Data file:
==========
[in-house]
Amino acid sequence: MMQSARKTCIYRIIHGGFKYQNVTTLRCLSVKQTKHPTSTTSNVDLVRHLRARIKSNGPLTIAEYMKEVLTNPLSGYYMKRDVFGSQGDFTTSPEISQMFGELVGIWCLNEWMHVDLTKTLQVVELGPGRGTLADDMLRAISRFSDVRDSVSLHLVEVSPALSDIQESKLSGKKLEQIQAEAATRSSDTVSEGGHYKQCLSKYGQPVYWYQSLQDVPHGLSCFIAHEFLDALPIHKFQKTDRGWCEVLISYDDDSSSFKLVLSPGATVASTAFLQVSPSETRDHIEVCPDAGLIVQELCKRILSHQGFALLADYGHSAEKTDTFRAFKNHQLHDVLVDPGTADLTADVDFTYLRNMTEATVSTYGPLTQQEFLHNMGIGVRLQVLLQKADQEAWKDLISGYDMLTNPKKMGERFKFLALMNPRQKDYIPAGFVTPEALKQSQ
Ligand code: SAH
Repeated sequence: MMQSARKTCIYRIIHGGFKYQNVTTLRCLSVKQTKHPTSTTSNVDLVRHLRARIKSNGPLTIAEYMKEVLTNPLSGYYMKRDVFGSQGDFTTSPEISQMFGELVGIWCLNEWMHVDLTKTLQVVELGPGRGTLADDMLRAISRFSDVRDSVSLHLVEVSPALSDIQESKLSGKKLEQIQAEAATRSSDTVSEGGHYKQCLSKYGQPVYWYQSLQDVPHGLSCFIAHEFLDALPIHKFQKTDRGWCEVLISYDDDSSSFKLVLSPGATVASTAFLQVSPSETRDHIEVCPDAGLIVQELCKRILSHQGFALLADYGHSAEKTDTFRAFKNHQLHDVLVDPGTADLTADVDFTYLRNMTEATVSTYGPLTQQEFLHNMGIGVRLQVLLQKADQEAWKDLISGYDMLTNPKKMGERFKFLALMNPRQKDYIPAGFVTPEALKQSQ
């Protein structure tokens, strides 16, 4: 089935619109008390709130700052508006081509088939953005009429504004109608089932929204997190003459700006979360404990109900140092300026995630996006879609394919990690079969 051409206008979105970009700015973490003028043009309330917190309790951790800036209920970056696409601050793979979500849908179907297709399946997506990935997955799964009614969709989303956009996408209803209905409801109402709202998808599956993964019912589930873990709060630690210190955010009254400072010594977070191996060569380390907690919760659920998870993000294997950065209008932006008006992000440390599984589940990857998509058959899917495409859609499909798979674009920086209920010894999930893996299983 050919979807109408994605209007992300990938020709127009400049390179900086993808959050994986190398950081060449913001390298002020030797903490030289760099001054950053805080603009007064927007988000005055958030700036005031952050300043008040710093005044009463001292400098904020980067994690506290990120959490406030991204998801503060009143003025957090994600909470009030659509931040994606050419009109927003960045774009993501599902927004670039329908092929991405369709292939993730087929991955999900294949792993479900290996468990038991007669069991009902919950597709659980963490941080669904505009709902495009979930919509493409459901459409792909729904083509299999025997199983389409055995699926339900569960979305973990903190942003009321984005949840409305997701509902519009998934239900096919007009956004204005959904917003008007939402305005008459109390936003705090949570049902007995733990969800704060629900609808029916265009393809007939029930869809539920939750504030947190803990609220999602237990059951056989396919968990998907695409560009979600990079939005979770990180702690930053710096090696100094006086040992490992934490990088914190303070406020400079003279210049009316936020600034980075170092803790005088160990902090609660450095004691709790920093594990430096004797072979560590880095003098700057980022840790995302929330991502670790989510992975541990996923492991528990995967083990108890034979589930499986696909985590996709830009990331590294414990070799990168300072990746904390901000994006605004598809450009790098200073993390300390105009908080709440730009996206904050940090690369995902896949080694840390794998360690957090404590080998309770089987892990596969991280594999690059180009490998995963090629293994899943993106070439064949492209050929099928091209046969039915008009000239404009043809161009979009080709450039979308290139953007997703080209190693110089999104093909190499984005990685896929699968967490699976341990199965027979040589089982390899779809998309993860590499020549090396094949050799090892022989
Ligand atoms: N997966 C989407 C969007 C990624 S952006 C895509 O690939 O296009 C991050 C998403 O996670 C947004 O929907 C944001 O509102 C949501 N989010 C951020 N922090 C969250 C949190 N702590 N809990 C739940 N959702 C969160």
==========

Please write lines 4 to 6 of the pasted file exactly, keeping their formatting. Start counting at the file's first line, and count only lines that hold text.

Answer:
Repeated sequence: MMQSARKTCIYRIIHGGFKYQNVTTLRCLSVKQTKHPTSTTSNVDLVRHLRARIKSNGPLTIAEYMKEVLTNPLSGYYMKRDVFGSQGDFTTSPEISQMFGELVGIWCLNEWMHVDLTKTLQVVELGPGRGTLADDMLRAISRFSDVRDSVSLHLVEVSPALSDIQESKLSGKKLEQIQAEAATRSSDTVSEGGHYKQCLSKYGQPVYWYQSLQDVPHGLSCFIAHEFLDALPIHKFQKTDRGWCEVLISYDDDSSSFKLVLSPGATVASTAFLQVSPSETRDHIEVCPDAGLIVQELCKRILSHQGFALLADYGHSAEKTDTFRAFKNHQLHDVLVDPGTADLTADVDFTYLRNMTEATVSTYGPLTQQEFLHNMGIGVRLQVLLQKADQEAWKDLISGYDMLTNPKKMGERFKFLALMNPRQKDYIPAGFVTPEALKQSQ
């Protein structure tokens, strides 16, 4: 089935619109008390709130700052508006081509088939953005009429504004109608089932929204997190003459700006979360404990109900140092300026995630996006879609394919990690079969 051409206008979105970009700015973490003028043009309330917190309790951790800036209920970056696409601050793979979500849908179907297709399946997506990935997955799964009614969709989303956009996408209803209905409801109402709202998808599956993964019912589930873990709060630690210190955010009254400072010594977070191996060569380390907690919760659920998870993000294997950065209008932006008006992000440390599984589940990857998509058959899917495409859609499909798979674009920086209920010894999930893996299983 050919979807109408994605209007992300990938020709127009400049390179900086993808959050994986190398950081060449913001390298002020030797903490030289760099001054950053805080603009007064927007988000005055958030700036005031952050300043008040710093005044009463001292400098904020980067994690506290990120959490406030991204998801503060009143003025957090994600909470009030659509931040994606050419009109927003960045774009993501599902927004670039329908092929991405369709292939993730087929991955999900294949792993479900290996468990038991007669069991009902919950597709659980963490941080669904505009709902495009979930919509493409459901459409792909729904083509299999025997199983389409055995699926339900569960979305973990903190942003009321984005949840409305997701509902519009998934239900096919007009956004204005959904917003008007939402305005008459109390936003705090949570049902007995733990969800704060629900609808029916265009393809007939029930869809539920939750504030947190803990609220999602237990059951056989396919968990998907695409560009979600990079939005979770990180702690930053710096090696100094006086040992490992934490990088914190303070406020400079003279210049009316936020600034980075170092803790005088160990902090609660450095004691709790920093594990430096004797072979560590880095003098700057980022840790995302929330991502670790989510992975541990996923492991528990995967083990108890034979589930499986696909985590996709830009990331590294414990070799990168300072990746904390901000994006605004598809450009790098200073993390300390105009908080709440730009996206904050940090690369995902896949080694840390794998360690957090404590080998309770089987892990596969991280594999690059180009490998995963090629293994899943993106070439064949492209050929099928091209046969039915008009000239404009043809161009979009080709450039979308290139953007997703080209190693110089999104093909190499984005990685896929699968967490699976341990199965027979040589089982390899779809998309993860590499020549090396094949050799090892022989
Ligand atoms: N997966 C989407 C969007 C990624 S952006 C895509 O690939 O296009 C991050 C998403 O996670 C947004 O929907 C944001 O509102 C949501 N989010 C951020 N922090 C969250 C949190 N702590 N809990 C739940 N959702 C969160």